Another by-product of our interest in Swallows and Amazons (actually ‘Pigeon Post’) was an unhealthy interest in ‘Aqua Regia’ – a combination of Hydrochloric and Nitric acids that will dissolve gold. One day, we produced a fair quantity of this in the first-floor lab which overlooked the cycle park, opposite the master’s study. Not having thought through what we were going to do with this dangerous product at the end of the lesson, and as we were all sitting at the window overlooking the cycle park, and thus far from any convenient sink, we disposed of it by pouring it down one of the tiny drains in the window sill. The next morning in assembly, Mr Poyner read out a notice requesting any information on alleged vandalism to someone’s bicycle seat. If it was your bike, I can only say I’m really sorry!
I recall the O-Level exams started around the same time as Wimbledon. Ann Haydon Jones won the ladies that year, and we were following the matches on a transistor radio, smuggled into school. Suitably inspired, Holroyd, Kadleck and myself brought our tennis rackets to school, and spent much of the time we should have been revising, on the tennis courts, across the road. We were actually getting pretty good by the time the last of the exams were over - although Holroyd invariably won. I might occasionally break his service game, but I never took a set off him. Kadleck and I were more evenly matched, and had some much closer games.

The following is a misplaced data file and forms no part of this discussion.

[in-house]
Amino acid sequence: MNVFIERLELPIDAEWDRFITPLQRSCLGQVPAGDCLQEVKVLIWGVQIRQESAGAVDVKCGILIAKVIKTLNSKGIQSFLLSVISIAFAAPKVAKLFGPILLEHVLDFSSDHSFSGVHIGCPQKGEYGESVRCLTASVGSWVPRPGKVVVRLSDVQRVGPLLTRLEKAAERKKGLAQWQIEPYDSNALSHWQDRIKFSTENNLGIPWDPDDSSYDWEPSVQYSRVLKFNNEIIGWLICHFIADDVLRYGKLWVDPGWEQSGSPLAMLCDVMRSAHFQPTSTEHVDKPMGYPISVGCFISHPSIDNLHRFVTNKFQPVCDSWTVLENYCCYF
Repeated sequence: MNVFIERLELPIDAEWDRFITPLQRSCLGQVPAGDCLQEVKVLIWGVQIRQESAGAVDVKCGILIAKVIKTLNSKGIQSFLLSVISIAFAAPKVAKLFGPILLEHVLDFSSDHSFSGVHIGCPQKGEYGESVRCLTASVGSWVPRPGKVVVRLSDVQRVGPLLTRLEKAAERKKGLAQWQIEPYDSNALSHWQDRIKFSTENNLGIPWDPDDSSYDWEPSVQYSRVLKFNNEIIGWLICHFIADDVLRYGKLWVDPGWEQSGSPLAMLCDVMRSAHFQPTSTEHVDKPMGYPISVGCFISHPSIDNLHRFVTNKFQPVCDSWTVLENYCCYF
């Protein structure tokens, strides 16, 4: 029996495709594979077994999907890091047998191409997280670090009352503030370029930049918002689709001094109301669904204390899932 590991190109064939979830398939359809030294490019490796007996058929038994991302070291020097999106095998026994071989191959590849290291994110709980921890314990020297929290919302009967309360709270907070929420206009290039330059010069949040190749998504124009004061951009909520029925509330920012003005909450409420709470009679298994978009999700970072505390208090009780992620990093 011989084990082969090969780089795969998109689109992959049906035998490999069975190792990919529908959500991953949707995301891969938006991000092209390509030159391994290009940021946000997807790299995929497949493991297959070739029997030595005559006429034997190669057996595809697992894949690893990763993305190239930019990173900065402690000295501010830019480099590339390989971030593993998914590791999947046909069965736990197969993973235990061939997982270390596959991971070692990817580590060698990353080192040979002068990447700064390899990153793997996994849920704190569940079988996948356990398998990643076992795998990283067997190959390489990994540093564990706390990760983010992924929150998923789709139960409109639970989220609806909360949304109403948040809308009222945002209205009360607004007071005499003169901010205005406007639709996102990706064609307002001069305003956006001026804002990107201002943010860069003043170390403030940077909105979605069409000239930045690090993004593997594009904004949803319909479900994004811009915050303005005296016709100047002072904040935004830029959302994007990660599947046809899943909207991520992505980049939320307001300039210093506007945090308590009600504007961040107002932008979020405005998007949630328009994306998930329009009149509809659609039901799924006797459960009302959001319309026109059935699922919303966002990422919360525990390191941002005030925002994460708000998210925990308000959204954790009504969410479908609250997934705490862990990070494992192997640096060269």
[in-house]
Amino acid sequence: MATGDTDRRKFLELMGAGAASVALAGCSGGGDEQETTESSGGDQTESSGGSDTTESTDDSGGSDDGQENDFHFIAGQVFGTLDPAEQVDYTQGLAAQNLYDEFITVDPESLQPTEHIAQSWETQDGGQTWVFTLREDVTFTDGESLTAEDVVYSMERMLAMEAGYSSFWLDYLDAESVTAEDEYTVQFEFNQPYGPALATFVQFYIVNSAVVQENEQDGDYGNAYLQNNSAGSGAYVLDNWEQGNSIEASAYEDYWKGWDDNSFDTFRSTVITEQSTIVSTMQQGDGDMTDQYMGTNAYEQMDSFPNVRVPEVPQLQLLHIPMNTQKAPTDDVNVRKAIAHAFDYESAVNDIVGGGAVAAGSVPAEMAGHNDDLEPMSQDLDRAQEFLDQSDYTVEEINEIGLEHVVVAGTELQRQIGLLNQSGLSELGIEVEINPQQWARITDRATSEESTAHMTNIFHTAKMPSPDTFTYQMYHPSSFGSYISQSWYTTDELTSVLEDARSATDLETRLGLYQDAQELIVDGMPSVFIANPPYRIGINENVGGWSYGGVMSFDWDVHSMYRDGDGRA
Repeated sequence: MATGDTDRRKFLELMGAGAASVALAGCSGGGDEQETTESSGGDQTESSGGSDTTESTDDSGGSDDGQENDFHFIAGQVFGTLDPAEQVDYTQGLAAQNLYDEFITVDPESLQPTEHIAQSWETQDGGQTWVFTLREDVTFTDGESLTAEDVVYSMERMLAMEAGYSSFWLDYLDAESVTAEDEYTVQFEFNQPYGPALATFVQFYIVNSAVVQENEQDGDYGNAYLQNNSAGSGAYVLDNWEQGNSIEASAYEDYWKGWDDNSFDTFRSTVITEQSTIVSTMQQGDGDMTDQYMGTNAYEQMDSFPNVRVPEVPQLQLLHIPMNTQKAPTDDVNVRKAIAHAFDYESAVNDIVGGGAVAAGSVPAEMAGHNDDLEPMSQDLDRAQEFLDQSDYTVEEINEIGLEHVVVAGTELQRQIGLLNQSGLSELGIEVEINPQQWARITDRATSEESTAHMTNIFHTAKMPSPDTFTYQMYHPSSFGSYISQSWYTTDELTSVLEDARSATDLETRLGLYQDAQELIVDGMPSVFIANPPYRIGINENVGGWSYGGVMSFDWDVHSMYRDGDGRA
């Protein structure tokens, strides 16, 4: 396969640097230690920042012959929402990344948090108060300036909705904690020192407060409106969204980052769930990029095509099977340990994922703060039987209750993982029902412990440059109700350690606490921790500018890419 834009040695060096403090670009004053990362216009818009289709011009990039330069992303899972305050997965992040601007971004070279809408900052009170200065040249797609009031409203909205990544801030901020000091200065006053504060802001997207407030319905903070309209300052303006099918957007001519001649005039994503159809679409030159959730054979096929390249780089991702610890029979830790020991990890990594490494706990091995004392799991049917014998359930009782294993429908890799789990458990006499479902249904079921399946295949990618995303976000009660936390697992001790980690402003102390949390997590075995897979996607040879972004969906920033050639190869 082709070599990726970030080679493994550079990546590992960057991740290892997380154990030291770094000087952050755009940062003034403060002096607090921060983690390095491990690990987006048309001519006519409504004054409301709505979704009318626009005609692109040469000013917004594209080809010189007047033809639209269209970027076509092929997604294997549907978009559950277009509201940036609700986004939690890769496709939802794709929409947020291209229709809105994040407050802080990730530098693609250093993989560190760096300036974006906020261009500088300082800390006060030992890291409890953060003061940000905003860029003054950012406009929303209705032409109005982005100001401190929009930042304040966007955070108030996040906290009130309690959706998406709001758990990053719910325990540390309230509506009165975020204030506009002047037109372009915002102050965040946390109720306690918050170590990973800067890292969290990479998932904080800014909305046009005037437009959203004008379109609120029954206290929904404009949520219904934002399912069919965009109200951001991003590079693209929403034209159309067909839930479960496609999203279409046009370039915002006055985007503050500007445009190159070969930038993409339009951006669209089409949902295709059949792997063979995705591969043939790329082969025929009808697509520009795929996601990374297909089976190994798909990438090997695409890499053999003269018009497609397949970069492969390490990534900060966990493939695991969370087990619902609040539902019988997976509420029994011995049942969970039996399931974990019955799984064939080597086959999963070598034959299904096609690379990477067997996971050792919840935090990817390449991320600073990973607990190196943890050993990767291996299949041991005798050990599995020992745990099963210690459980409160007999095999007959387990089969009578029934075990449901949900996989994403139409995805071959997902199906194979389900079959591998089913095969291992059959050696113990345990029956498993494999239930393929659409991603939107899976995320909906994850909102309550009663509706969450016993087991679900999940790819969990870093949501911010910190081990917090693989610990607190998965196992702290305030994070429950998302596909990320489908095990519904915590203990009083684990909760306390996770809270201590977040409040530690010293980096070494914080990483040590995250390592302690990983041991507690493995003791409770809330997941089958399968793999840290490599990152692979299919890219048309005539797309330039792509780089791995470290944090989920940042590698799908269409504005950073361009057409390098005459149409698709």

By this time I had already decided I wanted to go into the Merchant Navy, and had had an interview with P&O, sometime in the previous autumn, just before the ‘mocks’. I had been provisionally accepted for officer cadet training, provided I got at least 4 O-levels, including English Maths and Physics. I remember Tom Hilton then doing the obligatory one-to-one ‘career guidance’ interviews. When it came to my turn, he asked me what I was thinking of doing, and what subjects I wanted to study for A-level. As soon as I mentioned the Merchant Service, he just said “Next, please!” Obviously, I was not going to contribute to Price’s university entrance stats!